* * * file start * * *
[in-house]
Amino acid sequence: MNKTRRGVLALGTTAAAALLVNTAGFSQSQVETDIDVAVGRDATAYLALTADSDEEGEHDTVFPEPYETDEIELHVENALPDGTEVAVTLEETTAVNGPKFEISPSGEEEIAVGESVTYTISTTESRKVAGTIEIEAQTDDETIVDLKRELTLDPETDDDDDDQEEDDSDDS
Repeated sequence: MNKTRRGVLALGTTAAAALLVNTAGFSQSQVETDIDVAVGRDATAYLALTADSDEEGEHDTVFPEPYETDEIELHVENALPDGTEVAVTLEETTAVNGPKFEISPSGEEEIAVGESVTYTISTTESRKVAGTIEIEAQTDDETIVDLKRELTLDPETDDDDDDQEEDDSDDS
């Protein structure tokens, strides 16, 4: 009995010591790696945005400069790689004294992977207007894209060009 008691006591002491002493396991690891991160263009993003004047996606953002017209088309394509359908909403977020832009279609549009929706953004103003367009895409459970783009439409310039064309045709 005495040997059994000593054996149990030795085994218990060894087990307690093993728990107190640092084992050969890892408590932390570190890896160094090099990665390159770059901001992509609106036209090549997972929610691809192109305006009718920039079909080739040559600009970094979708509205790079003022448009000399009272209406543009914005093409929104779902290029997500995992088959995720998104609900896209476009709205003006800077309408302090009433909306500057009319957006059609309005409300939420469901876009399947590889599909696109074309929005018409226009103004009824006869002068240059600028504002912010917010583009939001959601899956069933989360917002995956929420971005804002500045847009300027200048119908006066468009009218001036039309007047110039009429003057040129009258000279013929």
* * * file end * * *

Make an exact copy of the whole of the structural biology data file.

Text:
[in-house]
Amino acid sequence: MNKTRRGVLALGTTAAAALLVNTAGFSQSQVETDIDVAVGRDATAYLALTADSDEEGEHDTVFPEPYETDEIELHVENALPDGTEVAVTLEETTAVNGPKFEISPSGEEEIAVGESVTYTISTTESRKVAGTIEIEAQTDDETIVDLKRELTLDPETDDDDDDQEEDDSDDS
Repeated sequence: MNKTRRGVLALGTTAAAALLVNTAGFSQSQVETDIDVAVGRDATAYLALTADSDEEGEHDTVFPEPYETDEIELHVENALPDGTEVAVTLEETTAVNGPKFEISPSGEEEIAVGESVTYTISTTESRKVAGTIEIEAQTDDETIVDLKRELTLDPETDDDDDDQEEDDSDDS
């Protein structure tokens, strides 16, 4: 009995010591790696945005400069790689004294992977207007894209060009 008691006591002491002493396991690891991160263009993003004047996606953002017209088309394509359908909403977020832009279609549009929706953004103003367009895409459970783009439409310039064309045709 005495040997059994000593054996149990030795085994218990060894087990307690093993728990107190640092084992050969890892408590932390570190890896160094090099990665390159770059901001992509609106036209090549997972929610691809192109305006009718920039079909080739040559600009970094979708509205790079003022448009000399009272209406543009914005093409929104779902290029997500995992088959995720998104609900896209476009709205003006800077309408302090009433909306500057009319957006059609309005409300939420469901876009399947590889599909696109074309929005018409226009103004009824006869002068240059600028504002912010917010583009939001959601899956069933989360917002995956929420971005804002500045847009300027200048119908006066468009009218001036039309007047110039009429003057040129009258000279013929």